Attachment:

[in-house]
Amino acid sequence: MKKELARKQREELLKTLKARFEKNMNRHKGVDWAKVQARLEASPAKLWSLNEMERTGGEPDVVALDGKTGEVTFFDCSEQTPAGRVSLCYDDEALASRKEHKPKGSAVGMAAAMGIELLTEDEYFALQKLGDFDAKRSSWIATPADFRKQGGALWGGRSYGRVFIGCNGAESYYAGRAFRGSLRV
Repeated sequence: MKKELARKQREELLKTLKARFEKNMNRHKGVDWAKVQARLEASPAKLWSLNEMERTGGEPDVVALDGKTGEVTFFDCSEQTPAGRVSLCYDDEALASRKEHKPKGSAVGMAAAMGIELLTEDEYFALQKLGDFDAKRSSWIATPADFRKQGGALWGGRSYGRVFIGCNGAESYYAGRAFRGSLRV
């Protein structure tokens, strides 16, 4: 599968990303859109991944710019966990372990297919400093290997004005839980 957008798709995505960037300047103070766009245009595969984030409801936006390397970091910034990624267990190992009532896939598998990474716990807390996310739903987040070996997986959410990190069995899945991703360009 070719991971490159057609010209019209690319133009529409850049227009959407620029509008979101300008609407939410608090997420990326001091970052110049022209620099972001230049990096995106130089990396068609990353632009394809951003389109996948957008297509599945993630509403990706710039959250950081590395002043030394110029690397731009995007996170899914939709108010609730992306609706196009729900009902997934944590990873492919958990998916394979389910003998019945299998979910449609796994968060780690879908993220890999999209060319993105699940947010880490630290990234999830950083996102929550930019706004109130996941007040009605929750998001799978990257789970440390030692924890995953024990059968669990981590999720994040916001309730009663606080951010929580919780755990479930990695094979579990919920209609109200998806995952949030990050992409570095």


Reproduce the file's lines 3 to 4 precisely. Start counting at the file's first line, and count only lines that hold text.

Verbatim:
Repeated sequence: MKKELARKQREELLKTLKARFEKNMNRHKGVDWAKVQARLEASPAKLWSLNEMERTGGEPDVVALDGKTGEVTFFDCSEQTPAGRVSLCYDDEALASRKEHKPKGSAVGMAAAMGIELLTEDEYFALQKLGDFDAKRSSWIATPADFRKQGGALWGGRSYGRVFIGCNGAESYYAGRAFRGSLRV
């Protein structure tokens, strides 16, 4: 599968990303859109991944710019966990372990297919400093290997004005839980 957008798709995505960037300047103070766009245009595969984030409801936006390397970091910034990624267990190992009532896939598998990474716990807390996310739903987040070996997986959410990190069995899945991703360009 070719991971490159057609010209019209690319133009529409850049227009959407620029509008979101300008609407939410608090997420990326001091970052110049022209620099972001230049990096995106130089990396068609990353632009394809951003389109996948957008297509599945993630509403990706710039959250950081590395002043030394110029690397731009995007996170899914939709108010609730992306609706196009729900009902997934944590990873492919958990998916394979389910003998019945299998979910449609796994968060780690879908993220890999999209060319993105699940947010880490630290990234999830950083996102929550930019706004109130996941007040009605929750998001799978990257789970440390030692924890995953024990059968669990981590999720994040916001309730009663606080951010929580919780755990479930990695094979579990919920209609109200998806995952949030990050992409570095």